People like to say that living in New York transforms us into creatures who are cut from the toughest cloth, but I have Israel to thank for my most fortifying experiences. I’ve lived and worked there during a time of war, have felt and seen rockets explode overhead, have hiked through miles of hidden villages and have gotten thoroughly lost in the crevices of her old cities. The most transformative night I’ve had in the country, however, happened not at the Kotel or Masada, but on a still December evening in an unassuming village near Dimona.
For the sake of promoting “diversity,” New York University housing policies will no longer allow incoming freshman to choose a roommate based on religious compatibility, raising concern and anxiety among Sabbath observant students. Roommate assignments, said NYU, will be primarily based “on geographic diversity" rather than personal choice. Upperclassman, however, may choose to have roommates of the opposite sex, even if they share a religion.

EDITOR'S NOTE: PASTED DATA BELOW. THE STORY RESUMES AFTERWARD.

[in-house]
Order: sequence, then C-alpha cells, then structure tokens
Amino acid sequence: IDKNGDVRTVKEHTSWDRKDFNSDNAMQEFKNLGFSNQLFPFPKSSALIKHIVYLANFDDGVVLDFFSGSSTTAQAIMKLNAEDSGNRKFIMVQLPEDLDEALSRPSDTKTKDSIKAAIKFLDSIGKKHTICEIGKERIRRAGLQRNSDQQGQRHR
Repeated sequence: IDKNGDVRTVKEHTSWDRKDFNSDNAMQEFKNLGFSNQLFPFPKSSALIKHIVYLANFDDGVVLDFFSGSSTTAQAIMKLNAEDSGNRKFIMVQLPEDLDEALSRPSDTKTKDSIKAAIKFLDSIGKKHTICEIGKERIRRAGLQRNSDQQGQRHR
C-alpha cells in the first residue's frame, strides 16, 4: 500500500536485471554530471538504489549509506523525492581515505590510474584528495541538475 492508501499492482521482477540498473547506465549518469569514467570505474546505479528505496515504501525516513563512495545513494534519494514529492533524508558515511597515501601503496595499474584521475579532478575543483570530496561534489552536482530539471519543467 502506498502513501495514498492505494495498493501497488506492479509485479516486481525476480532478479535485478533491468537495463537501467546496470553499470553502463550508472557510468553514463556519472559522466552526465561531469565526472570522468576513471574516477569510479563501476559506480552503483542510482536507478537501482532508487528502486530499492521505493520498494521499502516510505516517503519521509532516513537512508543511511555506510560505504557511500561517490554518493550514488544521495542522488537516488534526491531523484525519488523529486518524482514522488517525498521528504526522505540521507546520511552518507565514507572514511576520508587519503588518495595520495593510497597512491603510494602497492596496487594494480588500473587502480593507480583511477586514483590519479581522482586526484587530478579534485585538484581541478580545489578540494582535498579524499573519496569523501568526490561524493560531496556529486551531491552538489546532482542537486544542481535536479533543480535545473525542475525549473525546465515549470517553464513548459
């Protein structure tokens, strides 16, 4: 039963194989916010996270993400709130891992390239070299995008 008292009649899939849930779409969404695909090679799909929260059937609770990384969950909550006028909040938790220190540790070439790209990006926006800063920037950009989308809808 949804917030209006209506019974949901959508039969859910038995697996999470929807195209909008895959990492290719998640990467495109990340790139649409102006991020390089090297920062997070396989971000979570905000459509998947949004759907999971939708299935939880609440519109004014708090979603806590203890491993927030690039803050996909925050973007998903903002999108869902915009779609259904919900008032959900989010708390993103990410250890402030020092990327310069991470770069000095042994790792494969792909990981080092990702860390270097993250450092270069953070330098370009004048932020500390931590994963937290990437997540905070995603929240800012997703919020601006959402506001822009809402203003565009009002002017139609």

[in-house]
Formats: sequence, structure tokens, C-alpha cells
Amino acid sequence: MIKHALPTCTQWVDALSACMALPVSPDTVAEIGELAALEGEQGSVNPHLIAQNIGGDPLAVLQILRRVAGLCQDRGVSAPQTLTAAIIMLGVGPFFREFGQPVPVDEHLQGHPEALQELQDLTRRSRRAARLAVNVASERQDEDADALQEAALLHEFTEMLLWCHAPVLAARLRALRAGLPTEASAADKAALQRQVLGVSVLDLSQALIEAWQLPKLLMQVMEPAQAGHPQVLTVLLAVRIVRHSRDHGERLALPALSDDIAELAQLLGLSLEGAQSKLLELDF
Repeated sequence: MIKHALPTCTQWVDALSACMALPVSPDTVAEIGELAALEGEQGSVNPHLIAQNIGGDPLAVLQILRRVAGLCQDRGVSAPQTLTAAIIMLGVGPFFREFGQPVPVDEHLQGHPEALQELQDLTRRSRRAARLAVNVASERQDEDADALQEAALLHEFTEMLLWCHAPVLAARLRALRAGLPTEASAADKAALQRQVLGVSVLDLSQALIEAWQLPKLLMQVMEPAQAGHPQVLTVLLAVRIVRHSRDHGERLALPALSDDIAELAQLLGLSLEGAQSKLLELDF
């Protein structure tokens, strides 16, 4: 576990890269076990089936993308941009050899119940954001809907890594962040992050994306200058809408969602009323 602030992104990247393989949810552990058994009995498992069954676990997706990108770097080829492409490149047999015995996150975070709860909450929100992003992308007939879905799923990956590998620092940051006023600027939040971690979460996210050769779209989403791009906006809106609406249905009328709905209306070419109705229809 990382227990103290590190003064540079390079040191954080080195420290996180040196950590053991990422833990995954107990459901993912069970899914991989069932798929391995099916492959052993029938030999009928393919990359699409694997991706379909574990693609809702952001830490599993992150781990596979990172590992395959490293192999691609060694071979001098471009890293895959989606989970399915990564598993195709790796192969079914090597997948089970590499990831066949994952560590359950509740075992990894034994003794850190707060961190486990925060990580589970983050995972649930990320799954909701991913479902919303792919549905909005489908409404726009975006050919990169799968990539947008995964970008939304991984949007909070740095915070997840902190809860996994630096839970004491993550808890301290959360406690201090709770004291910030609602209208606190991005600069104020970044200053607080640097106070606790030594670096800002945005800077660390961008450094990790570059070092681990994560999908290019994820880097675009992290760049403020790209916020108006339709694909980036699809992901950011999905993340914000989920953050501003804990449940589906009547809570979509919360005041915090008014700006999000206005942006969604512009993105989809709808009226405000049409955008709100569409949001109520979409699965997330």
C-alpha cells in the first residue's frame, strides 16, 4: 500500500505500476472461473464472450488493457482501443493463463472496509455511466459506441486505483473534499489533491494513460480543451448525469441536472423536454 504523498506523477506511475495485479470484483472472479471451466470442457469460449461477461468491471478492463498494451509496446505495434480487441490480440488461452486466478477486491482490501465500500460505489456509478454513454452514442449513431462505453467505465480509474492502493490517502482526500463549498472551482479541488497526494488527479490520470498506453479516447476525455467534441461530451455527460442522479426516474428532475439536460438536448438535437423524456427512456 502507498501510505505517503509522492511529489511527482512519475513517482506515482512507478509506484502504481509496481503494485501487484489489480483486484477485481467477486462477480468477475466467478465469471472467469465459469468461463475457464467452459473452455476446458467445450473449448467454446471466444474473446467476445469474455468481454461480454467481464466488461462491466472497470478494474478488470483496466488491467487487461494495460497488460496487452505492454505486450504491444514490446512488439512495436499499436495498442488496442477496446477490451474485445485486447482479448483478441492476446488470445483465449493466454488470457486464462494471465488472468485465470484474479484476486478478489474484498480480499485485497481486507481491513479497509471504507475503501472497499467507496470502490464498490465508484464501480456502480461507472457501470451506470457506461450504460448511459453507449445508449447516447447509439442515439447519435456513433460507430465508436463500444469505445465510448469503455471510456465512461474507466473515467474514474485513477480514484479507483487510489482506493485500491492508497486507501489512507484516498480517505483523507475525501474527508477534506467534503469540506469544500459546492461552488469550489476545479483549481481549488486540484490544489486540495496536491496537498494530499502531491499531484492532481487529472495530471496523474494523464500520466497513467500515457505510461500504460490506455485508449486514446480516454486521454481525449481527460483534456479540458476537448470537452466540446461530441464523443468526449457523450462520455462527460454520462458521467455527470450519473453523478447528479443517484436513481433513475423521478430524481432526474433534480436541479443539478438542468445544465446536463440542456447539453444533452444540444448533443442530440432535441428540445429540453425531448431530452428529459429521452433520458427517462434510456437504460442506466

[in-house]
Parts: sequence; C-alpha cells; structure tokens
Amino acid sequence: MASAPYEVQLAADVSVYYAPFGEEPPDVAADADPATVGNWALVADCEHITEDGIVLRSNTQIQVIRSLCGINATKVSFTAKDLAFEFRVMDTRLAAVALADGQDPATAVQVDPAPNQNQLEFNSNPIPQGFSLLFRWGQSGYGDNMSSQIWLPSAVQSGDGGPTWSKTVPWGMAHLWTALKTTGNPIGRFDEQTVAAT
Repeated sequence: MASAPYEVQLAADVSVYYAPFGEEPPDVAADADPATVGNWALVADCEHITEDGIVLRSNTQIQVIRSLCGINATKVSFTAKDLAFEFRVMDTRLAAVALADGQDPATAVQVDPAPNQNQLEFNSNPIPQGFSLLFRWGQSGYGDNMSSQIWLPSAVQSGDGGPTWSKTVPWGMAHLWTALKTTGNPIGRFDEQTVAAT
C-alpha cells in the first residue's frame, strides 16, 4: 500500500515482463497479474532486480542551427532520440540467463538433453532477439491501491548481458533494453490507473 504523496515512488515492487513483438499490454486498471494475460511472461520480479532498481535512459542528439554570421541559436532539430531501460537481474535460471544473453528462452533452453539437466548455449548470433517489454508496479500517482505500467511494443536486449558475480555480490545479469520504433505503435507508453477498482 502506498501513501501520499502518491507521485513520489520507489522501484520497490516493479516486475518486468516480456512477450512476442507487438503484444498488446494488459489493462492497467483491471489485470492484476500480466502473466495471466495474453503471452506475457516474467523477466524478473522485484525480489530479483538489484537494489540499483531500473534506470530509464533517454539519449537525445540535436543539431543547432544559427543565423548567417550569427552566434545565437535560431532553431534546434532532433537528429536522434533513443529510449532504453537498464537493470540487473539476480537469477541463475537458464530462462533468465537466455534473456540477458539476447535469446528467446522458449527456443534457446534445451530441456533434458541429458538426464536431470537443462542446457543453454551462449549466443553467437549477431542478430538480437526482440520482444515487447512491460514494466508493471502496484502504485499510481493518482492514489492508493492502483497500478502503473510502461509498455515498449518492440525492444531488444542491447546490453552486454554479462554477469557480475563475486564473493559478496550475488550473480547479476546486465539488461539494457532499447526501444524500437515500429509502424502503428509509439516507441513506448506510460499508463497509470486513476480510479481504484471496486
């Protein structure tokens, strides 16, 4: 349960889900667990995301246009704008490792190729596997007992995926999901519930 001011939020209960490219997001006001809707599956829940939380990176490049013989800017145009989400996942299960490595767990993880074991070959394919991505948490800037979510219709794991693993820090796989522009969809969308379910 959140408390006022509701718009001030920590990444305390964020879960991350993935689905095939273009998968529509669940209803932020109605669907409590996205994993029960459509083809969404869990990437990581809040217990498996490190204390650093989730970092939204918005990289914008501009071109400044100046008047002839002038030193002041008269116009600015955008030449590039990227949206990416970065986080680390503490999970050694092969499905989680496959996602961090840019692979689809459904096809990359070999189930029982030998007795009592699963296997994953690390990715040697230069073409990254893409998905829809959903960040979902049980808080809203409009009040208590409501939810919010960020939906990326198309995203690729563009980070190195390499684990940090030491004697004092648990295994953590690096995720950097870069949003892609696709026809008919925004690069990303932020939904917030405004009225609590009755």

American Jewish students express commitment to staying put, while NYU suspends its Tel Aviv program.
Mitchell Nathanson’s calls to Israel increased when Ahmed al-Jabari died in Gaza.
Nathanson, an attorney from West Hempstead, L.I., whose daughter and step-daughter are spending this year in separate post-high school intensive Torah study seminary programs in Israel, realized that Hamas rocket attacks from Gaza would intensify after the Israeli Army last week assassinated al-Jabari, Hamas’ military commander.
The father, Dr. David Kreiner, married a nurse. Their son, Dr. Jason Kreiner, married another physician. Rites have changed in 37 years.
“I knew I’d marry someone who is hard-working,” says Jason. And indeed Robyn Epstein was working hard when the two met. In the fall of 2006, Robyn was beginning her first year at Sackler School of Medicine at Tel Aviv University, and Jason was a second-year student.
This past Sunday, the president of New York University issued a mass e-mail apology to students and staff. The day after Yom Kippur might sound like a sensible day for issuing apologies, but the question is whether John Sexton actually needed to make a Mea Culpa.
As an incoming sophomore at Brandeis University, an editor for a campus newspaper, a prospective business, psychology, undecided major and an active Jewish student on campus, my professional, extracurricular and Jewish worlds rarely overlap. But this summer, as one of 41 Jewish college students in the Collegiate Leadership Internship Program (CLIP), I am challenging myself to ask, “Why not?”